Walsall Labour report Lib Dems join Tories in attack on the most vulnerable

Lib Dems and Tories on Walsall council joined together last night to vote through a budget that will reduce social care in the borough by £22 million over three years.

The five Lib Dems at the crucial budget setting meeting also supported the Tories in voting down a Labour amendment instructing council officers to target remaining resources on the hardest hit groups and communities.

Labour opposition leader Cllr Tim Oliver condemned the move by the Lib Dems who he said had broken every promise they had made to voters;  “For a long time we have said the cuts are going too far too fast. This budget means that Walsall council have made cuts that will amount to 30% of the Social Care base budget, which was £78 million in 2010/11.

This Tory council is pushing through the coalition government’s attacks on the elderly, disabled and most vulnerable and the Lib Dems joined them, and then went further by blocking our amendment.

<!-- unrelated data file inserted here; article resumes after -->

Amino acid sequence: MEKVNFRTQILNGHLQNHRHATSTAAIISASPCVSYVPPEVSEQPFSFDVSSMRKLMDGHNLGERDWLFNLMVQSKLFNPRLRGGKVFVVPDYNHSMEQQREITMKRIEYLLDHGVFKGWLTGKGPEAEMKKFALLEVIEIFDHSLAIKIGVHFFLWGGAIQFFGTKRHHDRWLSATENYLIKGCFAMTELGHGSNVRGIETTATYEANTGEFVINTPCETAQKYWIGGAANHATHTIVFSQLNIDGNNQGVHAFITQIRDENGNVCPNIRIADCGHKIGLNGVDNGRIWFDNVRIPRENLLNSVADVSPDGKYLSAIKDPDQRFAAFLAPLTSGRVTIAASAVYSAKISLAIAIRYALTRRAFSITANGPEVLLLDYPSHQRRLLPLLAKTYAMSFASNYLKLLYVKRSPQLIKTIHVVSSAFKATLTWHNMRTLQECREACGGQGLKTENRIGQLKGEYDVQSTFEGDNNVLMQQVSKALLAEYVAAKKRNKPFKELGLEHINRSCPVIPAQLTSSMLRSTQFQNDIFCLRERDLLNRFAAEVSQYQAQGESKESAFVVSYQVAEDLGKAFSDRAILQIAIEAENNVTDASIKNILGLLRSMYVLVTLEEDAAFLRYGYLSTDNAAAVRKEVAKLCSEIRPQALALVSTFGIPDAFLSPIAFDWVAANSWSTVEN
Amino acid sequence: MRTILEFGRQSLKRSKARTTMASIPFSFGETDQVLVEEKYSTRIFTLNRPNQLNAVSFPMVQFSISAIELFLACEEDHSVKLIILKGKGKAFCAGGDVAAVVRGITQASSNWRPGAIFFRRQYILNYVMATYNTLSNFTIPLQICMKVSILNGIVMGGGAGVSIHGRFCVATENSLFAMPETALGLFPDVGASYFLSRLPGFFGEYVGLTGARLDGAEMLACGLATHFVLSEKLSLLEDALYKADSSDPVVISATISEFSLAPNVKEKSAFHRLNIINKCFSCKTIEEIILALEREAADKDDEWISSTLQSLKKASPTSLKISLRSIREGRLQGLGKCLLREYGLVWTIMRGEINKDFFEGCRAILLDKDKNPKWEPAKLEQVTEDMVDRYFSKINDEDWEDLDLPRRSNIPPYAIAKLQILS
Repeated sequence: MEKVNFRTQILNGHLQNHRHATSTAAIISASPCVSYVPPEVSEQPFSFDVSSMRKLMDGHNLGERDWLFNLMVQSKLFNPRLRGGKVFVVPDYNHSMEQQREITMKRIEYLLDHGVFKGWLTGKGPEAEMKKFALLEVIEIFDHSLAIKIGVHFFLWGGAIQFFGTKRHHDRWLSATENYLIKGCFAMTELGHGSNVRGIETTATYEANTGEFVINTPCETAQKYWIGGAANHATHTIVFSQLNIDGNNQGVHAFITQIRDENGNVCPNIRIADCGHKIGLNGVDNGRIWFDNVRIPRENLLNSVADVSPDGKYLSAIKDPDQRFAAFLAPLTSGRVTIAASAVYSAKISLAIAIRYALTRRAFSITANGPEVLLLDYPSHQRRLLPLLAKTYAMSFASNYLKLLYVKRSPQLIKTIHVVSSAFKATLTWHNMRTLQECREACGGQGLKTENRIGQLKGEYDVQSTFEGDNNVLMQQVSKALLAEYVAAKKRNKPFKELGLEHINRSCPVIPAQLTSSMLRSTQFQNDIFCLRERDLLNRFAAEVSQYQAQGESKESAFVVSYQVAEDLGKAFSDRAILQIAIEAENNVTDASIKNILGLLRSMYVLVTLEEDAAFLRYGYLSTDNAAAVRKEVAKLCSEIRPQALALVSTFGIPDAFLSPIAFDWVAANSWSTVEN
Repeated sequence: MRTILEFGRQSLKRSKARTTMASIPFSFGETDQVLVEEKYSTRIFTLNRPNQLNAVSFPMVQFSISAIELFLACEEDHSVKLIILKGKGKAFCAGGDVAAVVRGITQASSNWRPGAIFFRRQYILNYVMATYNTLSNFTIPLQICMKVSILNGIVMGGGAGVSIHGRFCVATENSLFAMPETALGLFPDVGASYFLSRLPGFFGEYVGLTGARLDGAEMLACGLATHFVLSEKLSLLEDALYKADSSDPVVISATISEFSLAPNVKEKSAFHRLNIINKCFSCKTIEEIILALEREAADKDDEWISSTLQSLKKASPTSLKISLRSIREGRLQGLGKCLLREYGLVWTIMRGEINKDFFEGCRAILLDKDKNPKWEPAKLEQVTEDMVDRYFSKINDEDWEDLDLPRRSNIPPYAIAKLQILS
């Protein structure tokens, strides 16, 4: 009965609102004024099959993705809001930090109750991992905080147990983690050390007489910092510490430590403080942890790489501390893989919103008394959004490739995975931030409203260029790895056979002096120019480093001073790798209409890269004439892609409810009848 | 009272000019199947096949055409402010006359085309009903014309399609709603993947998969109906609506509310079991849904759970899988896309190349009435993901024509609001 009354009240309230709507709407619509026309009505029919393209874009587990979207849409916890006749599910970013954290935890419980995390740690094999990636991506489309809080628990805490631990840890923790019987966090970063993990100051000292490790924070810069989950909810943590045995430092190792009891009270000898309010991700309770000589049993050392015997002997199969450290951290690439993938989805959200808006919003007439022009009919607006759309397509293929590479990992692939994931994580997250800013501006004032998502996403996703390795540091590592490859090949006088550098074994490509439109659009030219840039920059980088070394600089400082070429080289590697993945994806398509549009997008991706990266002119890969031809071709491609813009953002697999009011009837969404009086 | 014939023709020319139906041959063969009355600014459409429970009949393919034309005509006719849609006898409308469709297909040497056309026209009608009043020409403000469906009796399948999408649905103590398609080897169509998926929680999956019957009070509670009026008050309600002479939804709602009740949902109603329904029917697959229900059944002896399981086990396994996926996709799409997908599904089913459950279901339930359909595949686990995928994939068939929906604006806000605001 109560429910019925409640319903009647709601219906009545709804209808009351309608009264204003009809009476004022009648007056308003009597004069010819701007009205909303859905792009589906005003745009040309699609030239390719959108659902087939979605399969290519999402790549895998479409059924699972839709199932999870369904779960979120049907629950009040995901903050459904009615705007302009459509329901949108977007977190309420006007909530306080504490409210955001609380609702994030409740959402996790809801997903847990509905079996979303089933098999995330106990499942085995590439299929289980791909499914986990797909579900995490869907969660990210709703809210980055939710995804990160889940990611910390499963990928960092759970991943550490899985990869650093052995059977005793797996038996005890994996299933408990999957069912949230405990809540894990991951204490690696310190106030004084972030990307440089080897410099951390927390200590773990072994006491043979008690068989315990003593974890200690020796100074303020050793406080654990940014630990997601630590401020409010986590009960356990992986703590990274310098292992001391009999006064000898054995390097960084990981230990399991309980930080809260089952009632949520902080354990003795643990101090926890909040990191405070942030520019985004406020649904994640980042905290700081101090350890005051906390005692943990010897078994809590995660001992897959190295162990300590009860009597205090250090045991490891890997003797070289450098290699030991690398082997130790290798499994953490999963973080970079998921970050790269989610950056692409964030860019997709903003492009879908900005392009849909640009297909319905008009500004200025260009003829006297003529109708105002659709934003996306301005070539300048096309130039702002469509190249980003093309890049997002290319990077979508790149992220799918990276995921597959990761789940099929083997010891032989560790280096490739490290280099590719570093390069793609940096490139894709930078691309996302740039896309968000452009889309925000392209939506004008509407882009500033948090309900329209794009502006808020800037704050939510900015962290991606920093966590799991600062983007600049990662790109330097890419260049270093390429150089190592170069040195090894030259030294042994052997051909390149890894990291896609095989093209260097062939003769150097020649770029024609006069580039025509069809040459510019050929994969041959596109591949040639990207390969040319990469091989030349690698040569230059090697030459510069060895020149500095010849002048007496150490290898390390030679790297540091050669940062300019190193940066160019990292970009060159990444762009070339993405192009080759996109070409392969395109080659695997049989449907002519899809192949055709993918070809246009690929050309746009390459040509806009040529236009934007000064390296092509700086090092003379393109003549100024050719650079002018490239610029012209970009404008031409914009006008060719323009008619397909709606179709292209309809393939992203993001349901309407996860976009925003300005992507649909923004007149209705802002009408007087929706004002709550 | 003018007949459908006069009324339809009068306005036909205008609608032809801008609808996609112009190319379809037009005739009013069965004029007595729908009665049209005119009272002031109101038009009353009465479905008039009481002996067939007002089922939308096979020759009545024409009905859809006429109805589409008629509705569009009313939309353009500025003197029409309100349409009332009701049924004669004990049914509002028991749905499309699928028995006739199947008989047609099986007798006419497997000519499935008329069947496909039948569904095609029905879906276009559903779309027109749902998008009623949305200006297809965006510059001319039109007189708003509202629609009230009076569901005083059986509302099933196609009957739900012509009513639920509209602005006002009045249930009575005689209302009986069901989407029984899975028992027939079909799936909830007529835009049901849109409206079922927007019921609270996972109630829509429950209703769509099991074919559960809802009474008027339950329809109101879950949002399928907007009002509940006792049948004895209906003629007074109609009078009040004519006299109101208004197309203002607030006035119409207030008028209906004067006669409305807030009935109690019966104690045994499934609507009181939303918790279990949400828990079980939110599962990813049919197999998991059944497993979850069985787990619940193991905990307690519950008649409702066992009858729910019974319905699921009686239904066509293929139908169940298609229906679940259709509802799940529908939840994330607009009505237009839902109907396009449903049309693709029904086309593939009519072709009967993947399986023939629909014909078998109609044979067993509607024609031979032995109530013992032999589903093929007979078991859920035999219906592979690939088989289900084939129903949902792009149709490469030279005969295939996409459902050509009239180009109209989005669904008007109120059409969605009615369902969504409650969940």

You can’t simply pretend to be able to make these levels of cuts by ‘efficiency savings’, you can only do it by impacting on services to vulnerable people.”

Walsall Council has lost in excess of 30% of its revenue budget since 2010 amounting to a cumulative loss of over £84 million to date.

Labour councillors refused to vote for the budget which failed to reveal the detail and consequence of cuts on services.

Labour members were able to discover that the council is planning to cut just under £500,000 on tackling youth crime while the government cuts the numbers of frontline police.

They also highlighted Tory plans to spend a £1 million on a refurbishment of the town hall and continued funding of the council’s £950,000 communications unit.

Walsall Labour promised that if it is elected to run the authority at May’s elections it will review the budget root and branch.

Cllr Oliver said: “While the most needy in the borough are suffering these attacks from both the Conservatives and Lib Dems, we as a group simply can’t stand by and doing nothing. We may find our hands tied by the government cuts but we can and will make supporting the hardest hit groups and communities our priority.”